Chapter

Social Preservation

Japonica Brown-Saracino

in A Neighborhood That Never Changes

Published by University of Chicago Press

Published in print February 2010 | ISBN: 9780226076621
Published online February 2013 | e-ISBN: 9780226076645 | DOI: http://dx.doi.org/10.7208/chicago/9780226076645.003.0004
Social Preservation

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This chapter documents the accounts social preservationists provide of the impetus for their relocation, which they typically locate in appreciation for ungentrified space, namely, space marked by old-timers' presence. It also explores social preservationists' vision of the future of the space in which they live, which emphasizes old-timers' sustained physical, cultural, and political presence, and their more general concern that gentrification will destroy the authenticity of their place of residence and, therefore, threaten the distinction between their home and other, less-authentic places. In concert with such concerns, social preservationists bemoan the cultural, social, political, and aesthetic implications of gentrification even as they acknowledge (and criticize) their participation in the process.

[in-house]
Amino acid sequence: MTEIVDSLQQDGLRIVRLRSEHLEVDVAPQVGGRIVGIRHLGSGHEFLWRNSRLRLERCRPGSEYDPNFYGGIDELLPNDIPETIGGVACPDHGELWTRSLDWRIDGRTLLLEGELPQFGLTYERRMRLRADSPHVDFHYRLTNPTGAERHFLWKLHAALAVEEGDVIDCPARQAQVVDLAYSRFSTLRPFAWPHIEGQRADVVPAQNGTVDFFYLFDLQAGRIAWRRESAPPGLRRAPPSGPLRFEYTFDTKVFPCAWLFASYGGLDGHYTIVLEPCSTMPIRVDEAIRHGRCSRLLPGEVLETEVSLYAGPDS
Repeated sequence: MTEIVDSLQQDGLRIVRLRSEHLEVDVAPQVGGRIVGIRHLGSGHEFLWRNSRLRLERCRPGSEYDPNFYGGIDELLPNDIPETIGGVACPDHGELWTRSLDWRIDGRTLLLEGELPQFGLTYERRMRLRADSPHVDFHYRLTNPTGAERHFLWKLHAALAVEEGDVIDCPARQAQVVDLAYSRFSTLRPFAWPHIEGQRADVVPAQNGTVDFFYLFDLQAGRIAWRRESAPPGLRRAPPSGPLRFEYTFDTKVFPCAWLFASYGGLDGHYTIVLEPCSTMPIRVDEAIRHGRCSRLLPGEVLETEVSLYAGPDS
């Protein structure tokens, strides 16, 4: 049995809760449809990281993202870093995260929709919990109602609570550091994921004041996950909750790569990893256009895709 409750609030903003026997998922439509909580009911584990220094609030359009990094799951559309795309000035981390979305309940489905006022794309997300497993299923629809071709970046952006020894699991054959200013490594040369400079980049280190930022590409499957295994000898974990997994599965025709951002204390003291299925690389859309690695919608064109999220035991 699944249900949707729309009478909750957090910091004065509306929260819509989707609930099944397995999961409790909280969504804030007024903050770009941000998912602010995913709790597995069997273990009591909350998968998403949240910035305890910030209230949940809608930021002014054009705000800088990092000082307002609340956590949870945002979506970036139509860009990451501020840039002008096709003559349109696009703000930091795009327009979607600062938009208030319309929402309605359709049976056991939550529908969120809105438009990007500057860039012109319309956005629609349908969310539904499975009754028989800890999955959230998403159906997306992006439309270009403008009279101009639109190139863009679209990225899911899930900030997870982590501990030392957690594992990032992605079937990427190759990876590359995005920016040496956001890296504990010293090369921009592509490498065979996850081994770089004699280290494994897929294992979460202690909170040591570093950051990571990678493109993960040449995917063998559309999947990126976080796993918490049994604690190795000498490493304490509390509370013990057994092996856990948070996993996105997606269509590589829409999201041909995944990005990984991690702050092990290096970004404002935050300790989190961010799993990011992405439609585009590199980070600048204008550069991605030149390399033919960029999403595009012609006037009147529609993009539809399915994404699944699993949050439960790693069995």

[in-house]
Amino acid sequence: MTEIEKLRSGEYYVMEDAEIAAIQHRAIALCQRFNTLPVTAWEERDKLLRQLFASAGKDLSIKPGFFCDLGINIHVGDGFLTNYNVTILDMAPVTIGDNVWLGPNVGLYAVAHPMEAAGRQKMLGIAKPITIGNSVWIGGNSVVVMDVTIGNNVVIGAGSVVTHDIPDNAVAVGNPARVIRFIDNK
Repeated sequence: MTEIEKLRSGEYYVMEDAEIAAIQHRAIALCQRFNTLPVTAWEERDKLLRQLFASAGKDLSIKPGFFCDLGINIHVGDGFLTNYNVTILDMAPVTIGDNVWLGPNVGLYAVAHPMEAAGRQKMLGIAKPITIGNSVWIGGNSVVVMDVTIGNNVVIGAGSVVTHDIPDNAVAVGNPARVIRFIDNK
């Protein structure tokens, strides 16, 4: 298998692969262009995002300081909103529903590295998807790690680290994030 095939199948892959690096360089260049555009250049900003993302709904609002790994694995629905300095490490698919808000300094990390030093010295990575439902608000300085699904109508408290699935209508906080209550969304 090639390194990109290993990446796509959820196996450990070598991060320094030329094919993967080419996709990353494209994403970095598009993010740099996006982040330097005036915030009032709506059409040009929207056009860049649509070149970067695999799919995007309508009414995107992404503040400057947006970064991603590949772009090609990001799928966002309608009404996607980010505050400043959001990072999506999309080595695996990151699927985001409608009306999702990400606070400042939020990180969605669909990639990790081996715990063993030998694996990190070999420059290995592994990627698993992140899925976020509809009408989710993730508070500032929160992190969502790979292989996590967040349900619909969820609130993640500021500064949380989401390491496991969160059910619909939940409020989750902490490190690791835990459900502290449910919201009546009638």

Keywords: social preservation; relocation; old-timers; gentrification; ungentrified space; physical presence

Chapter.  10472 words. 

Subjects: Urban and Rural Studies

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